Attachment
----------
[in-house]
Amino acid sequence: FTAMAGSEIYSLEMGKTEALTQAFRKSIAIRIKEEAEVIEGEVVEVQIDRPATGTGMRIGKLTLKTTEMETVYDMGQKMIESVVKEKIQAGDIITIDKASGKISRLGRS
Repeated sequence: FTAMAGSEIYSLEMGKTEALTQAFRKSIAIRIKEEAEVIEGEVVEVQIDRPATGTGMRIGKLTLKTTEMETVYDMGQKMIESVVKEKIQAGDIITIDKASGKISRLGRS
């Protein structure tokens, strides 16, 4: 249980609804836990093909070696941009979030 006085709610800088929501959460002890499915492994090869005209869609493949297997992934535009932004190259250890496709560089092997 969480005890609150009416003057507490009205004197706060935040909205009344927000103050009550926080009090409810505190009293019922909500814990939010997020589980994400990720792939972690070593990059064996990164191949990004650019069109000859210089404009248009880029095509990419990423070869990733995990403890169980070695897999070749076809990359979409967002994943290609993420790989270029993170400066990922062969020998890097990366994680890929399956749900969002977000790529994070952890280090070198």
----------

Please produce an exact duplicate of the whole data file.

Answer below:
[in-house]
Amino acid sequence: FTAMAGSEIYSLEMGKTEALTQAFRKSIAIRIKEEAEVIEGEVVEVQIDRPATGTGMRIGKLTLKTTEMETVYDMGQKMIESVVKEKIQAGDIITIDKASGKISRLGRS
Repeated sequence: FTAMAGSEIYSLEMGKTEALTQAFRKSIAIRIKEEAEVIEGEVVEVQIDRPATGTGMRIGKLTLKTTEMETVYDMGQKMIESVVKEKIQAGDIITIDKASGKISRLGRS
């Protein structure tokens, strides 16, 4: 249980609804836990093909070696941009979030 006085709610800088929501959460002890499915492994090869005209869609493949297997992934535009932004190259250890496709560089092997 969480005890609150009416003057507490009205004197706060935040909205009344927000103050009550926080009090409810505190009293019922909500814990939010997020589980994400990720792939972690070593990059064996990164191949990004650019069109000859210089404009248009880029095509990419990423070869990733995990403890169980070695897999070749076809990359979409967002994943290609993420790989270029993170400066990922062969020998890097990366994680890929399956749900969002977000790529994070952890280090070198």